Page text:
If you’re looking for a way to improve your flexibility, mobility, and relaxation, then this Full Body Stretch Routine could be just what you’ve been looking for.
Stretching is an essential part of maintaining flexibility and mobility. It helps keep muscles loose and limber, allowing them to move freely without pain. Stretching also improves blood flow throughout the body, helping to prevent injuries and improve circulation.
The Importance of Stretching
- Improves muscle tone by increasing range of motion in joints
- Helps reduce stress on connective tissue
- Increases joint stability by improving ligament strength
- Reduces risk of injury from overuse or repetitive movements
- Strengthens muscles and increases endurance
Benefits of This Workout:
This workout will help increase your overall flexibility while strengthening all major muscle groups. You’ll work out each area of your body 3 times per week with one day off between workouts. This stretching routine lasts about 15 minutes. It includes 30-sec stretching exercises followed by 10-sec rest. The routine begins with general stretches that are great for warming up any exercise. Then it moves into targeted stretches designed specifically for working different parts of your body.
You may have heard people talk about doing full-body stretches as if they were going to do one big set of every single movement. But most people don’t actually know how to perform these types of stretches properly.
This video is a 15 Minutes Full Body Stretch Routine
This video sequence of stretching exercises has everything you need to get your d.aily dose of flexibility, mobility, and relaxation. To get the best results, you can implement this routine in your daily workout schedule.
We hope these exercises will assist your workouts because if done right, they really work!
Please note that all exercises are performed slowly for beginners or those who want to warm up before their main workout.
***Note: If you have any injuries, please consult your doctor first!**
But stretching isn’t just for athletes.
Everyone should perform daily stretches to stay healthy and flexible. Here are some simple stretches you can do every day to get started.
Standing Forward Bend
Stand with your feet shoulder-width apart. Slowly bend forward at the hips until your torso forms a 90-degree angle with your legs. Hold this position for 30 seconds or longer if possible. This stretch will help loosen tight hamstrings and back muscles. You may feel it in your lower back as well.
Step sideways into a lunge by placing one foot directly behind you while keeping both knees straight. Your front knee should be bent slightly so that your thigh faces outwards. Keep your chest up and shoulders relaxed. Repeat on the opposite side. Do 10 reps per leg.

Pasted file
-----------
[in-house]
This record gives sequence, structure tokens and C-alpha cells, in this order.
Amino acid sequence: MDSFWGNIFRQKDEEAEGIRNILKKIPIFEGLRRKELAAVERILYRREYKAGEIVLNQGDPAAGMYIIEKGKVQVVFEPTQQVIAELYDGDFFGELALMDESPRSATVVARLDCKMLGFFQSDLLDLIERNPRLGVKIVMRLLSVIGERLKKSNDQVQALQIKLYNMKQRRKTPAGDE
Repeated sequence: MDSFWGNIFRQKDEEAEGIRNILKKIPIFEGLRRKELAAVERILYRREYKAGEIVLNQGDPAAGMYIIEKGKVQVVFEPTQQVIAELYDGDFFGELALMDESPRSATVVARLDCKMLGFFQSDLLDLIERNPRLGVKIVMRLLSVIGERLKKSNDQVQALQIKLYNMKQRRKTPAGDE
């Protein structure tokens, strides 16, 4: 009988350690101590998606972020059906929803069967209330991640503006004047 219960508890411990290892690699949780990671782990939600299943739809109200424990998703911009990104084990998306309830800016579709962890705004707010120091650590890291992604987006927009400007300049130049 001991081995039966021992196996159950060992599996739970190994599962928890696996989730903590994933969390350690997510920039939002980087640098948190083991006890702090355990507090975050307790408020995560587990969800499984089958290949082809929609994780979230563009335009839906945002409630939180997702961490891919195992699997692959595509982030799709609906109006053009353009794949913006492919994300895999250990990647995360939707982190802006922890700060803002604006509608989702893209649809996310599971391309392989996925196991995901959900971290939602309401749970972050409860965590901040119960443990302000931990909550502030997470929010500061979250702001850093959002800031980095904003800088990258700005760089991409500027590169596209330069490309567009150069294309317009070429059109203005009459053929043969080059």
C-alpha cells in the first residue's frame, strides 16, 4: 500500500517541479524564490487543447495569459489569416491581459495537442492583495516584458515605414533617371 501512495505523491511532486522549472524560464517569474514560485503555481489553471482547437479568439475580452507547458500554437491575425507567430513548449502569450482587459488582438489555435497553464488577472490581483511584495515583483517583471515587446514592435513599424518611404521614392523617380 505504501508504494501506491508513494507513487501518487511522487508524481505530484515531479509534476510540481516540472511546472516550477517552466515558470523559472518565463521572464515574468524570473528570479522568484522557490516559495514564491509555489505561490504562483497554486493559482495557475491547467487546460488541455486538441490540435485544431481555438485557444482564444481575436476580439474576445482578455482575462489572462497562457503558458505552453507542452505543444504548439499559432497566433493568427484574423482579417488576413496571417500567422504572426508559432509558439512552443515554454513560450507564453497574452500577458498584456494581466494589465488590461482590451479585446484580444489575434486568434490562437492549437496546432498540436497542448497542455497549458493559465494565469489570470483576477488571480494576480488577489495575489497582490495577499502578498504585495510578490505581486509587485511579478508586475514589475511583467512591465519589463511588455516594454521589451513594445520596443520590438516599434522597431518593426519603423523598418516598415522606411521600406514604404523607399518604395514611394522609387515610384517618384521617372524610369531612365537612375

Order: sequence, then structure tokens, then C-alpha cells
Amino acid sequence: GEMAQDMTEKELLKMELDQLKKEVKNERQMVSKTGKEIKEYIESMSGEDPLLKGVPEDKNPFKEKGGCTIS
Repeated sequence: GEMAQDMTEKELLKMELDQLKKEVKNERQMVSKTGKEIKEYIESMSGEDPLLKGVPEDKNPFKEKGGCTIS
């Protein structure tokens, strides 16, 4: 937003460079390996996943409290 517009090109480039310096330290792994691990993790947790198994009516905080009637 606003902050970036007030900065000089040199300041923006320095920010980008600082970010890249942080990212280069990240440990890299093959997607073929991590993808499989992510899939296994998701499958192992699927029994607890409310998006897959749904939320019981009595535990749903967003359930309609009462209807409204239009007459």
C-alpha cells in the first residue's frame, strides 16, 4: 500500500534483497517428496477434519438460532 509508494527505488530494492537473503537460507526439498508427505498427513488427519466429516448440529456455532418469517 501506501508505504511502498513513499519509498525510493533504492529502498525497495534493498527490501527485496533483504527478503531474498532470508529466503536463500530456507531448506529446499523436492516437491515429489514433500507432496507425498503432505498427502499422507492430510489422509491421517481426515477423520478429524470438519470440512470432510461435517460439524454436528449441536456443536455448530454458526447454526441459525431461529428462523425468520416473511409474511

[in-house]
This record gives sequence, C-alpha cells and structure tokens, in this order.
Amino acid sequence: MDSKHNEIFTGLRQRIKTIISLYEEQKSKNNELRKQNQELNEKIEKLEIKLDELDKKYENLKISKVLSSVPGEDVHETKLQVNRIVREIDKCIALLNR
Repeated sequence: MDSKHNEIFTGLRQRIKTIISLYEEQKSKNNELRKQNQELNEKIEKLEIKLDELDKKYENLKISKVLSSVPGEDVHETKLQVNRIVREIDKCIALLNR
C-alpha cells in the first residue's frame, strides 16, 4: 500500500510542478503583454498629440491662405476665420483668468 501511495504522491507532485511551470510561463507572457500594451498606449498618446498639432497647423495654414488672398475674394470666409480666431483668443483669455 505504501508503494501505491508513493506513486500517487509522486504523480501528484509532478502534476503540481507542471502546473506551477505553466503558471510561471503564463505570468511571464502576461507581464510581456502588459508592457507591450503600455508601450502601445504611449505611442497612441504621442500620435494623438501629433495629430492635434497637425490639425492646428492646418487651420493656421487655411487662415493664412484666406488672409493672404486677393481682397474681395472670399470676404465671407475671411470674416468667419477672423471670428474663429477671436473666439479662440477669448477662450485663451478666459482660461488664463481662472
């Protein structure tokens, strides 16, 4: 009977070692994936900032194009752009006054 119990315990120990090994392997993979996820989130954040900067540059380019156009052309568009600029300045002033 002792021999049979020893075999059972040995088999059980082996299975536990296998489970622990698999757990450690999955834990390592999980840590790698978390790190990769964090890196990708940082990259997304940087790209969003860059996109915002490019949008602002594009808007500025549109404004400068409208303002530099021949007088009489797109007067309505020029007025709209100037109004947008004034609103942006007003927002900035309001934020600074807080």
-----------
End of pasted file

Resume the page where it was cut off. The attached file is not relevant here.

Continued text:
Lie down on your stomach and place your hands flat on the floor beside your head. Raise your upper body off the ground slowly using your arms and core strength. When you reach full extension, hold for 5 breaths before lowering yourself back onto the mat. Perform 3 sets of 15 repetitions. Try not to bounce when doing these exercises; instead, focus on slow controlled movements.
Sit upright in a chair with your spine naturally arched. Place your right hand on top of your left elbow and twist your torso to the right. Then switch sides and repeat. Continue alternating between twisting to the right and then to the left for 20 minutes.
Begin standing tall with your feet hip-distance apart. Extend your arms above your head and turn your palms outward. Keeping your heels firmly planted against the wall, step backward toward the wall, bending your elbows as far as they comfortably go. Return to starting position—alternate stepping backward and forwards for 60 seconds.
Downward Facing Dog
Start kneeling on the floor with your toes pointed towards the ceiling. Bring your forearms parallel to the floor and rest your forehead on the floor. Lift your buttocks upward and extend your legs fully. Remain here for 2 minutes. To come out of a downward-facing dog, return to all fours.
Kneel on the floor with your knees touching each other and your thighs perpendicular to the floor. Lean over and put your forehead on the floor, resting your weight entirely on your fingertips. Allow your eyes to close gently. Stay there for several deep breaths.